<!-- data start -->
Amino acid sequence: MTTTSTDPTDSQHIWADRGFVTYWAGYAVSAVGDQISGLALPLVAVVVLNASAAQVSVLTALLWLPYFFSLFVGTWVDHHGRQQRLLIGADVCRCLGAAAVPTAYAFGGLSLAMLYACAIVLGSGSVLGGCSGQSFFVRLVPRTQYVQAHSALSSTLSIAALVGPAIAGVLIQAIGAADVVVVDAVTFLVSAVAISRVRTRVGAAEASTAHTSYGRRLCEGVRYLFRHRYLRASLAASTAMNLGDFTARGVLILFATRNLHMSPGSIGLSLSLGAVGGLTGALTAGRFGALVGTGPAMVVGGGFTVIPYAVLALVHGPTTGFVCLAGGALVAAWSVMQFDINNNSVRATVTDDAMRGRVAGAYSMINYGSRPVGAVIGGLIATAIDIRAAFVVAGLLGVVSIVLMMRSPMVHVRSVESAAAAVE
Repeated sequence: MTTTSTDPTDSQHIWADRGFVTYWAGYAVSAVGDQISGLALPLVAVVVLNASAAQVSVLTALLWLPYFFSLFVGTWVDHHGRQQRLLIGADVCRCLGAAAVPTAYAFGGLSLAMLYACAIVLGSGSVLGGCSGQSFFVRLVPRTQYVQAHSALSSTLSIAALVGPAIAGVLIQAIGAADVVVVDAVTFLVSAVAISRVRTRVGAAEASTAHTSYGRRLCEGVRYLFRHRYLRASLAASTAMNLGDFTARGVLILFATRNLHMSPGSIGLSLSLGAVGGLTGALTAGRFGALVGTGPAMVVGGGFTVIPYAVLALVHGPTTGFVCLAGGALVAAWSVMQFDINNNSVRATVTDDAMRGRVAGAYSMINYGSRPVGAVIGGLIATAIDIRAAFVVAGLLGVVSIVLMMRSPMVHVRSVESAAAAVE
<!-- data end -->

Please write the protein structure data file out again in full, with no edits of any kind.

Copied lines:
Amino acid sequence: MTTTSTDPTDSQHIWADRGFVTYWAGYAVSAVGDQISGLALPLVAVVVLNASAAQVSVLTALLWLPYFFSLFVGTWVDHHGRQQRLLIGADVCRCLGAAAVPTAYAFGGLSLAMLYACAIVLGSGSVLGGCSGQSFFVRLVPRTQYVQAHSALSSTLSIAALVGPAIAGVLIQAIGAADVVVVDAVTFLVSAVAISRVRTRVGAAEASTAHTSYGRRLCEGVRYLFRHRYLRASLAASTAMNLGDFTARGVLILFATRNLHMSPGSIGLSLSLGAVGGLTGALTAGRFGALVGTGPAMVVGGGFTVIPYAVLALVHGPTTGFVCLAGGALVAAWSVMQFDINNNSVRATVTDDAMRGRVAGAYSMINYGSRPVGAVIGGLIATAIDIRAAFVVAGLLGVVSIVLMMRSPMVHVRSVESAAAAVE
Repeated sequence: MTTTSTDPTDSQHIWADRGFVTYWAGYAVSAVGDQISGLALPLVAVVVLNASAAQVSVLTALLWLPYFFSLFVGTWVDHHGRQQRLLIGADVCRCLGAAAVPTAYAFGGLSLAMLYACAIVLGSGSVLGGCSGQSFFVRLVPRTQYVQAHSALSSTLSIAALVGPAIAGVLIQAIGAADVVVVDAVTFLVSAVAISRVRTRVGAAEASTAHTSYGRRLCEGVRYLFRHRYLRASLAASTAMNLGDFTARGVLILFATRNLHMSPGSIGLSLSLGAVGGLTGALTAGRFGALVGTGPAMVVGGGFTVIPYAVLALVHGPTTGFVCLAGGALVAAWSVMQFDINNNSVRATVTDDAMRGRVAGAYSMINYGSRPVGAVIGGLIATAIDIRAAFVVAGLLGVVSIVLMMRSPMVHVRSVESAAAAVE